Pond5 is my go-to company for video production. You name it, they probably have it. Stock footage, music, photos, and whatever else you may need. Shutterstock and Can Stock Photo are also good sources. All of these companies will charge a fee, so you may want to shop around. Be sure to read the licensing agreement before you buy, and be wary of any website giving you “free” stuff. The quality may not be that great, and you may be buying pirated materials.

And finally

Whether you’re doing a simple slideshow video, or hiring a professional and doing a full board production, it’s important to remember that content is king. You want viewers to take an interest in your books, but you don’t want to give them too much information either.

I’ve posted one of my  book trailers below. It’s for my Marina Martindale contemporary romance novel, The Deception. I’ve come a long way since I created my first book video. Instead of a simple Powerpoint slideshow, I’m now producing book trailers.

Gayle Martin

 

Watch Out for Exclamation Points!

Filmmakers have certain advantages over novel writers. They get to use musical scores to help build the tension. We’ve seen it dozens of times. The unsuspecting protagonist goes into the seemingly deserted mansion, unaware that the villain is lurking inside. As he or she gets closer, the music builds to a crescendo. “Dum dum-ta-dum–BOOM.” The bad guy leaps out of nowhere, confronting the protagonist, who either has to fight or run for dear life.

Unfortunately, novel writers don’t have the luxury of having background music. We have to come up with alternative ways to build the tension. This may create the temptation to use exclamation points. After all, putting a plain old period after, he leaped out of the closet at Joe, looks kind of boring on the printed page. Therefore, he leaped out of the closet at Joe!!, would look a whole lot better. Right?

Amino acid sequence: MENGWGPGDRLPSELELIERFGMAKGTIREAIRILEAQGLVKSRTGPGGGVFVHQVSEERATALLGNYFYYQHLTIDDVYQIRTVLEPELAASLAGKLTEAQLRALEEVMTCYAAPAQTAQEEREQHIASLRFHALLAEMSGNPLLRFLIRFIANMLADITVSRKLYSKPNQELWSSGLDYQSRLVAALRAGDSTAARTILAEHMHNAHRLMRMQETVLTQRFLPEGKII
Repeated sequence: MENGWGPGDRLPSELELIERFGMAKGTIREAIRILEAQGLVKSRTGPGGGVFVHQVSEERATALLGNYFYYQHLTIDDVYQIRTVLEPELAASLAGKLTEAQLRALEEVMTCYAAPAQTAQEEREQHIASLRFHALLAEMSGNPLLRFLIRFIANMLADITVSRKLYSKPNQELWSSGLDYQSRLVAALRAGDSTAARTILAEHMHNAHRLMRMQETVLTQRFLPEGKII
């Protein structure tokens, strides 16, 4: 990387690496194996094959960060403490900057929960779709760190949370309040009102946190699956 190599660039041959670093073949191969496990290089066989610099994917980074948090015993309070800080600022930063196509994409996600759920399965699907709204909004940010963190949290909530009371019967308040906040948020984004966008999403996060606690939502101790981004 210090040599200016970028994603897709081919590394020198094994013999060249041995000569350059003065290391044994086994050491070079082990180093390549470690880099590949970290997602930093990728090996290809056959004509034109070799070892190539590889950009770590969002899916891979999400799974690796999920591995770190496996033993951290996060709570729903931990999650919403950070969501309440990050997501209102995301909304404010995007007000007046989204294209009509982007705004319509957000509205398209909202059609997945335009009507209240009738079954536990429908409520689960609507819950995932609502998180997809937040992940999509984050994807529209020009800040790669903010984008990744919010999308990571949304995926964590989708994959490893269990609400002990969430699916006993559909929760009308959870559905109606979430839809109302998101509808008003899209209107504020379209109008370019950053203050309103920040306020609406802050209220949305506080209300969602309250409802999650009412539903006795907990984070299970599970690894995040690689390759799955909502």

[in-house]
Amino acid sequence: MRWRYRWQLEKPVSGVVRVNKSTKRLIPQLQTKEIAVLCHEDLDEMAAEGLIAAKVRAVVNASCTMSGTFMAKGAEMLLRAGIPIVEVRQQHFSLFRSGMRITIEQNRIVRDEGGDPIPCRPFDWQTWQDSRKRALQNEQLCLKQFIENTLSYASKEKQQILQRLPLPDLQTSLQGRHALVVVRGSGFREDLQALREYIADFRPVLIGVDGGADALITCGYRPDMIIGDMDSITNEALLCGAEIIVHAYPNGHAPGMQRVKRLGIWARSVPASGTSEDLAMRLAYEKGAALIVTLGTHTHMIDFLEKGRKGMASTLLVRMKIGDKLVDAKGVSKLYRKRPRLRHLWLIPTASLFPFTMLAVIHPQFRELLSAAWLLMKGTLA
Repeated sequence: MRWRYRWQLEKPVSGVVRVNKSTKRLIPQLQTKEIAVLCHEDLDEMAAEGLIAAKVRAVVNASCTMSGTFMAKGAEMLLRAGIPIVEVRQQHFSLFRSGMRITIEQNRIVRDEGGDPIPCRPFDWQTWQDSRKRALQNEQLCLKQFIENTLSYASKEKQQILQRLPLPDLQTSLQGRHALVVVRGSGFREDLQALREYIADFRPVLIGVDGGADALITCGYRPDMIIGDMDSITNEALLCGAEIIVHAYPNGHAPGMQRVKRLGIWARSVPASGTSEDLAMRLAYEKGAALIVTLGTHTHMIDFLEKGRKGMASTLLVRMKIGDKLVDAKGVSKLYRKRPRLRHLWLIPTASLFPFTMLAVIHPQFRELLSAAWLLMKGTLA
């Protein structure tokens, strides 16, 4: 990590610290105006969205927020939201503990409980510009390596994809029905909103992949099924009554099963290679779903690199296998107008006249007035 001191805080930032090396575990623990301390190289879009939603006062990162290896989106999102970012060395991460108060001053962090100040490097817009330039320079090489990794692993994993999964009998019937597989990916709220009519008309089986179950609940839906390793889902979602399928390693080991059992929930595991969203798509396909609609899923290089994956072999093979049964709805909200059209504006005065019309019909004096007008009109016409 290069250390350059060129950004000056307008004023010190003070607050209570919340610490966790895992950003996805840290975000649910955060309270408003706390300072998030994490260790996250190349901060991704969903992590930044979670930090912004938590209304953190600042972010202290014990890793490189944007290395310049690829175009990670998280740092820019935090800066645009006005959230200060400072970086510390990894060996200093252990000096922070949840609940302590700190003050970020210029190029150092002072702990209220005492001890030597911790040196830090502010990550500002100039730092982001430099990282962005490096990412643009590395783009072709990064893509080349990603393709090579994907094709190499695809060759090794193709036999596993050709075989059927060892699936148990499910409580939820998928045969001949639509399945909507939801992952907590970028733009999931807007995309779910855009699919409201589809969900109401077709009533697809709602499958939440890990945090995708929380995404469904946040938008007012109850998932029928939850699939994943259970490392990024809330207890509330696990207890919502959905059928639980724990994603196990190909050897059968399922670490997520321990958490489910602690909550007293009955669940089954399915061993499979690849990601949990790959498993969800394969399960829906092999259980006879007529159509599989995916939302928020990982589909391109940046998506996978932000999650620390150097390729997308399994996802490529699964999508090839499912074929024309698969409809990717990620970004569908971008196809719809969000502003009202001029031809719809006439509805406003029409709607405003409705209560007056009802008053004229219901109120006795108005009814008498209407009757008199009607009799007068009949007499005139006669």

Well, not necessarily.

What an exclamation point actually means

An exclamation point in the narrative means you’re shouting at your readers, which they may find annoying. A better way to build the tension would be to use more effective verbs and modifiers.

For example, instead of saying, he heard the footsteps and waited until the time was right. Then he leaped out of the closet at of Joe, try using, He heard Joe’s footsteps coming closer. He held his breath, not wanting to give himself away. The footsteps grew louder. He could make out the dark shadow of a human form as it entered the room. He stood by, unable to move. The footsteps thumped louder as they came closer. Beads of sweat popped out across his forehead. It was time. He leaped out of the closet at Joe.

By using effective verbs and modifiers in your narrative to build the tension exclamation points becomes unnecessary. Bottom line. Never use exclamation points in the narrative.

But what about the dialog?

An exclamation point in the dialog indicates that someone is shouting. People shout when they are excited, unexpectedly surprised, under stress, or angry. Therefore, exclamation points should be rarely used in dialog, and only when absolutely necessary.

For example, someone might shout, Look out! if they see someone else is about to step into the street, unaware that a bus is barreling toward them. This sets the stage for a number of outcomes. The first character pulls the second character back onto the sidewalk in the nick of time. The person stepping into the street sees the bus coming and takes evasive action. The second character looks back and replies, “What?” Or the second character ignores the warning and ends up being hit by the bus. Whatever option you take, no further exclamation points are necessary. The crisis has passed. Any further exclamation points would be redundant

I think of exclamation points as hot chili peppers. A little bit goes a long way.

Gayle Martin